A ring of misleading websites is charging people to pay for copyright registrations in the UK, Australia and elsewhere, even though it's a free and automatic right. In India, where there's also an official registration office, the authorities are taking legal action to stop the "fraudulent" operation.
In pretty much every part in the world creators can claim copyright on their work without having to register anything.
In fact, most countries don’t even have an official copyright registration office. The United States does, as registrations are a requirement for court cases, but that’s one of the exceptions.
The same is true for India. While registration is voluntary, an official registration at the Government’s Copyright Office can help to solve legal disputes.
Interestingly the Indian Copyright Office has now become the center of a rights dispute itself. As it turns out, the website copyright.in is offering ‘unofficial’ copyright registrations to Indians as well.
The website in question offer users “anteriority proof for their copyrights” in 164 countries, charging roughly $10 for a copyright registration.
India’s (unofficial) “Copyright Registration Office”
The Indian Government is not happy with the unofficial registration site. In a press statement it describes the service as fraudulent, because users can confuse it with the official copyright office.
“This claim is totally fraudulent and creating confusion among the general public,” the Government’s press bureau notes.
The Government clarifies that it has nothing to do with the site and advises copyright holders not to register their works there or make any payments. In addition, it has taken legal action and hopes to get the website blocked.
“The matter has already been referred to the concerned Ministries to block the fake website (i.e. www.copyright.in) and initiate legal action,” the Government statement adds.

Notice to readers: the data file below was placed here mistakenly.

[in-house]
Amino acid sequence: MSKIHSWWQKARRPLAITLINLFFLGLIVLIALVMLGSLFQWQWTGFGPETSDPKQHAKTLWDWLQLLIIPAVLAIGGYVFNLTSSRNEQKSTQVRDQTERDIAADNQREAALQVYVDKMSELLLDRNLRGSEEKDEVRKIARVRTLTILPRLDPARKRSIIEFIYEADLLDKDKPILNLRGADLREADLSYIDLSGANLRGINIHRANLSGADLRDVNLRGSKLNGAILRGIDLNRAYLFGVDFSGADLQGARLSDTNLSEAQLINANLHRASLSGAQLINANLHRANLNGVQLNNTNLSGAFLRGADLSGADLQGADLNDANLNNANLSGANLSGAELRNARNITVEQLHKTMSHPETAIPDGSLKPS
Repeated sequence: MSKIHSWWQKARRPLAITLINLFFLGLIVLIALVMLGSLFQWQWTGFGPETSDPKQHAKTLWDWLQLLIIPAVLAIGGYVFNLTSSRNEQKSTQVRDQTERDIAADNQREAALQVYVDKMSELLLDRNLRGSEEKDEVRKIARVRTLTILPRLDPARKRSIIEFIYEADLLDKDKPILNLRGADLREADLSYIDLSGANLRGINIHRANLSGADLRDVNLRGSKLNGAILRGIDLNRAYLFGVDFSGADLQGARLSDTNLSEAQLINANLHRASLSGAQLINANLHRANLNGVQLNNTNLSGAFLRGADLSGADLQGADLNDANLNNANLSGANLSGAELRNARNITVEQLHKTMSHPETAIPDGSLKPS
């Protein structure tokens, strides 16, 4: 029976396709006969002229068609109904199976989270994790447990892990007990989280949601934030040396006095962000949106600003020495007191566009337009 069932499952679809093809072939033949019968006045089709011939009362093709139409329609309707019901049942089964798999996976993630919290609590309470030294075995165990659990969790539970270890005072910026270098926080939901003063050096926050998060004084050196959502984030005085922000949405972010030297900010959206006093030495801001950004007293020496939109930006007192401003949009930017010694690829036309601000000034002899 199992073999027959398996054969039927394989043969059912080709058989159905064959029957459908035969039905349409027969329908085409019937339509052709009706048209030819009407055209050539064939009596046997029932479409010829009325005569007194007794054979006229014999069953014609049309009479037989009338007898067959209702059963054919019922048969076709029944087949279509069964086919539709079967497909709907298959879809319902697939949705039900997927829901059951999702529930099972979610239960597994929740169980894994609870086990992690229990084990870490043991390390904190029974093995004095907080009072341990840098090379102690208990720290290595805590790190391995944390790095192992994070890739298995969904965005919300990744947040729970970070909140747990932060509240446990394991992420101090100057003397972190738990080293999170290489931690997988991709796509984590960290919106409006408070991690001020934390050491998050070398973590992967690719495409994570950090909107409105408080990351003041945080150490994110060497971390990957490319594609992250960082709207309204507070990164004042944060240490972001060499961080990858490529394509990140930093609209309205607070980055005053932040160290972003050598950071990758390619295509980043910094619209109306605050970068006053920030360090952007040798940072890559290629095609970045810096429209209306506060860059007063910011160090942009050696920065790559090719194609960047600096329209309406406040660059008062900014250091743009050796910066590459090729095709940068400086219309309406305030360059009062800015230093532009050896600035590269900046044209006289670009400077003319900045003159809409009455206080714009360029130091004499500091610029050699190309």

The misleading Indian copyright registration site is just one of many. The same outfit is also connected to similar sites that target copyright holders in other countries, many of which don’t have an official registration service.
In Australia, Italy and the Netherlands, similar sites are operational, all offering paid registrations. The UK even has two separate domains, Copyright.uk and Copyright.co.uk, listing popular brands such as BT and Marks and Spencer to add legitimacy.
UK’s (unofficial) “Copyright Registration Office”
We reached out to the UK Government’s Intellectual Property Office (IPO) which clarified that copyright holders don’t have to register anything.
“Copyright is an automatic right in the UK – you do not need to register or pay a fee. If you create a work of art, from literature to music, you own the rights to that work free of charge,” an IPO spokesperson told TF.
The IPO stresses that the websites have nothing to do with the Government and cautions rightsholders to think carefully before handing over any money.
“A number of private companies can be found on the internet that offer a form of registration service for a fee. None of these are official or are connected in any way to the Intellectual Property Office.
“We advise that people check very carefully before opting to use any paid-for services such as these,” IPO’s spokesperson adds.
While it’s absolutely not required to register copyright in the UK, the websites in question are not necessarily breaking the law, since there’s no law forbidding private companies from keeping a copyright register.
That said, the registration sites conveniently fail to mention their voluntary nature and are highly misleading to many creators who are not up-to-date on their rights and obligations.